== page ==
A server is a type of computer hardware or software that supports other devices and programs. Servers offer greater security and reliability compared to consumer-grade workstations and enable companies to run web services more efficiently and at scale.
When selecting servers, you can choose between bare metal, traditional dedicated, and virtual machines. But this is no easy task, when considering how similar these services are.
Read on for an overview of the different concepts and benefits for each, and some key considerations to help make the right decision.
What are dedicated servers: A simple definition
A dedicated private server is a type of single-tenant cloud service, where you rent or bring in a physical machine of your choice from a cloud provider but maintain exclusive access to the underlying hardware.
Dedicated private servers do not come with any preinstalled hypervisors, granting much greater control and flexibility over the hardware. When using a dedicated server, you can choose your own operating system, and customize the hardware for specific workloads. Most importantly, dedicated server. They are:
The benefits of dedicated servers
- Single tenant (private/ exclusive)
- Minimal maintenance
- High processing power
What is bare metal?
Bare metal is essentially the same thing as a dedicated server. In other words, bare metal refers to physical — meaning non-virtualized — single tenant cloud computing servers. When using bare metal, you can select your private server with its own operating system and customize the hardware for specific workloads.
Bare metal servers are typically sold as flagship offerings, with premium memory, hard drives, and CPUs. In addition, bare metal server billing is typically more flexible.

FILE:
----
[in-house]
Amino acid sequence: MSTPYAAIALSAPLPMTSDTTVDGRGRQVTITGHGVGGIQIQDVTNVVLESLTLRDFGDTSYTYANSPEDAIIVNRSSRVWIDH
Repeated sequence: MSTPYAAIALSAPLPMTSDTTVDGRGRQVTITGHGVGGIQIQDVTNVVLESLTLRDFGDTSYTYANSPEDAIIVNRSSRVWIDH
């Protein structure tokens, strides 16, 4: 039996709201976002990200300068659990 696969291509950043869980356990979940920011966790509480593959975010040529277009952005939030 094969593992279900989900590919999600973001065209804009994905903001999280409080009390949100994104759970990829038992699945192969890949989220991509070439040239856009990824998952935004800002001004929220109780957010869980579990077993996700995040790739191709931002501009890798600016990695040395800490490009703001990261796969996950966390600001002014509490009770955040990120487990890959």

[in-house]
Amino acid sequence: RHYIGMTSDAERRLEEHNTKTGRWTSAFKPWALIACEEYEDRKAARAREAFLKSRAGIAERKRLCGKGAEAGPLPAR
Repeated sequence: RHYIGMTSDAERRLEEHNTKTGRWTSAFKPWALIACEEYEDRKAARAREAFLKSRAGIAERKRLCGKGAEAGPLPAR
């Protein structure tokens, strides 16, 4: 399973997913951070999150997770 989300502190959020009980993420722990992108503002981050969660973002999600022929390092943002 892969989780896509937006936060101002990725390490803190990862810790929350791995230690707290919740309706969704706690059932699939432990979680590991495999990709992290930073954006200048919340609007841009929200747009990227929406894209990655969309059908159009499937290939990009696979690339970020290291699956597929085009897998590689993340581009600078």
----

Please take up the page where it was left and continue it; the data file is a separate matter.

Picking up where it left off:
Why companies use bare metal servers
- Complete control over the software stack
- Premium cloud infrastructure
- More consistent performance
- More flexible pricing
- Single tenant and better QoS
How virtual servers work
A virtual server is another type of dedicated private server for cloud computing. Unlike physical bare metal and dedicated servers, virtual servers do not have their own exclusive hardware. Instead, cloud providers run multiple virtual machines (VMs) through a single physical server. So, when you use a virtual server, you typically share hardware and software resources with other customers. This includes hard drives, memory, and processors.
Most companies today are using a mix of bare metal, dedicated, and virtual resources in their cloud environments, and strategically placing workloads where it makes sense.
What are the benefits of virtual servers?
- Lower hardware costs
- Reduced power and energy costs
- Environmentally friendly
- Easy to scale
What types of servers does Zenlayer offer?
Zenlayer offers Bare Metal Cloud (BMC), a global edge cloud computing service with on-demand servers across more than 40 countries. With bare metal cloud, Zenlayer has combined the best advantages from both bare metal and virtual private cloud infrastructure.
We offer bare metal servers with Intel Xeon CPUs, enterprise-grade memory, and HDD/ SDD with SATA/NVMe storage, 10G/25G network interfaces. Alternatively, you can select a virtual VPC IaaS model for BMC to access standardized bare metal servers with a variety of specifications to choose from based on CPU cores/ frequency, storage, memory, and network interfaces. This service is also available globally at edge locations.
Zenlayer bare metal cloud offers multiple benefits including flexibility, instant scalability, and global coverage. BMC also integrates seamlessly with Zenlayer Cloud Networking, providing instant connectivity to global clouds with up to 40% less latency.